The poet begins with a seemingly impossible scene: a King of unsurpassed glory who blazes like the sun (whose crown a bunch of sunbeams was). Even his throne is made of life (sat on a cushion all of sunshine clear). The palace itself is a mass of precious stones.
Was there a palace of pure gold, all ston’d
And paved with pearls, who gates rich jasper were,
And throne a carbuncle, who King enthroned
Sat on a cushion all of sunshine clear;
Whose crown a bunch of sunbeams was: I should
Prize such as in his favor shrine me would.
Now, if there were such a place, he would desire the honor and fellowship of that king (I should prize such as in his favor shrine me would).
Such a King does exist: Christ the king. The poem is headed with the note that it is a meditation on Ephesians 2:18: “For through him we both have access by one Spirit unto the Father.”
Thy milk white hand, my glorious Lord, doth this:
It opes this gate and me conducts into
This golden palace whose rich pavement is
Of precious stones; and to this king also.
Thus throned and crowned: whose words are ‘bellished all
With brighter beams than e’re the sun let fall.
This stanza continues on with the imagery from the throne room of heaven in Revelation 4 & 5 and the depiction of heaven in chapters 21-22. The Lord gives us access unto this throne. It is interesting in this poem that it is the “words” in particular which are embellished and brighter than the sun.
The words of Christ — whose is the Word of God — are what grants access to this throne. In John 6:48, Peter says that Christ has the words of eternal life. In John 15:3, Jesus says that the disciples are clean because of the word he has spoken. The topic is too big for this discussion, but it is present here.
The poet having recognized the wonder of what has been granted him, turns on himself: He does not prize this honor as he should:
But oh! poor me, thy sluggish servant, I
More blockish than a block, as blockhead, stand.
Though mine affections quick as lightning fly
On toys, they snail-like move to kiss thy hand.
My coal-black doth thy milk-white hand avoid
That would above the Milky Way me guide.
Here he notes the common complaint of all who being to realize the astounding grant of God in Christ: What could be more wonderful than access to God? But, the things which most easily excite my affections are bauble, “toys”. What stupidity to treasure toys when endless beauty and glory can be had for the reception?
His despair now turns to God: Why should this even be? What is the aim of God in letting such a fool access to such wonder?
What aim’st at, Lord? [What do you aim at] that I should be so cross.
My mind is leaden in thy golden shine.
Though all o’re Spirit when this dirty dross
Doth touch it with it smutting leaden lines.
What shall an eagle t’catch a fly thus run?
Or angel dive after a mote inth’sun?
My presence, my words, my hand can only make things dirty (smutting). An eagle wouldn’t chase down a fly. An angel wouldn’t chance dust — why this with me?
And thus, he turns the fire of his poem upon himself: I should be wracked with sorrow and tears at my evil. I can see this is true of me, and yet the tears are missing. I have this knowledge: but not the affections. I should attack myself for this foolishness – but I can’t.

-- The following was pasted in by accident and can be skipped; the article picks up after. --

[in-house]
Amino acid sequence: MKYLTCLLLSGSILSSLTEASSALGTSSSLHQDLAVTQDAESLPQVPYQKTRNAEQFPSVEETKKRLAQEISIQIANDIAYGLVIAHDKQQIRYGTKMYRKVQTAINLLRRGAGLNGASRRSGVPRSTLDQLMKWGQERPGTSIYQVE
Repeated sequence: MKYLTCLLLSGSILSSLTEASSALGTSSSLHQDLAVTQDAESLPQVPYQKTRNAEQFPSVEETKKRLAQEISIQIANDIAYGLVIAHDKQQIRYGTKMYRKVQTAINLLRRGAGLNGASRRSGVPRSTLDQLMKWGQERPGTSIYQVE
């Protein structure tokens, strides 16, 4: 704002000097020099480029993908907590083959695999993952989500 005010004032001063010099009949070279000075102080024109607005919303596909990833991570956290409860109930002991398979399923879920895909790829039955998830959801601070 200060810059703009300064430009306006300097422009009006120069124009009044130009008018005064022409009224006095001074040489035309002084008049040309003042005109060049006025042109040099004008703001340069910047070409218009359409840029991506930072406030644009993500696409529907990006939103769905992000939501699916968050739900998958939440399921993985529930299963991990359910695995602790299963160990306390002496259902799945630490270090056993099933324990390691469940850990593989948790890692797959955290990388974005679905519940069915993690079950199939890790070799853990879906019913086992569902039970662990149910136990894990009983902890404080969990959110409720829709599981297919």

He then hits the point of the poem: All I have for sorrow is this poem (Mine eyes, Lord, shed no tears but ink):
What folly’s this? I fain would take, I think,
Vengeance upon myself. But I confess
I can’t. Mine eyes, Lord, shed no tears but ink.
My hand works, are words, and wordiness.
Earth’s toys wear knots of my affection, nay,
though from thy glorious self they’re stole away.
His heart is set upon the tokens and marks of the world — which are just, at best stolen glory.
Here he poem makes a turn: repentance.
The genius — if you will — of Christianity is that it both shows human beings our poverty and foolishness — our depravity and then it leads us to desire to be free: but we are not freed by our personal effort, but by the gracious work of God.
Conviction is not guilt: Conviction is a sight of sin and movement toward God. The true heart of Christianity is this constant turning away and toward: it is believing the God will receive me:
Oh! that my heart was made thy golden box
Full of affections, and of love divine
Knit all of tassles, and in true-love knots
To garnish o’re this worthy work of thine.
This box and all therein more rich than gold,
In sacred flames, I to thee offer would.
The human heart should be a box to treasure up affections toward God. As Richard Sibbes writes in the Faithful Covenanter:
Examine what affections we have to God: for it is affection that makes a Christian.
Richard Sibbes, The Complete Works of Richard Sibbes, ed. Alexander Balloch Grosart, vol. 6 (Edinburgh; London; Dublin: James Nichol; James Nisbet and Co.; W. Robertson, 1863), 10.
With thy rich tissue my poor soul array
And lead me to thy Father’s house above.
Thy grace’s storehouse make my soul I pray.
Thy praise shall then wear tassels of my love.
If thou conduct me in thy Father’s ways
I’ll be the golden trumpet of thy praise.
Make a man who can praise you; transform me (lead me) and dress me in love for you and I’ll praise you. The desire to praise Christ — who is worthy of such praise is the hope of the Christian. This is not a servile praise but honest joy. We praise many lesser things — and our greatest moments of joy are in those moments we praise.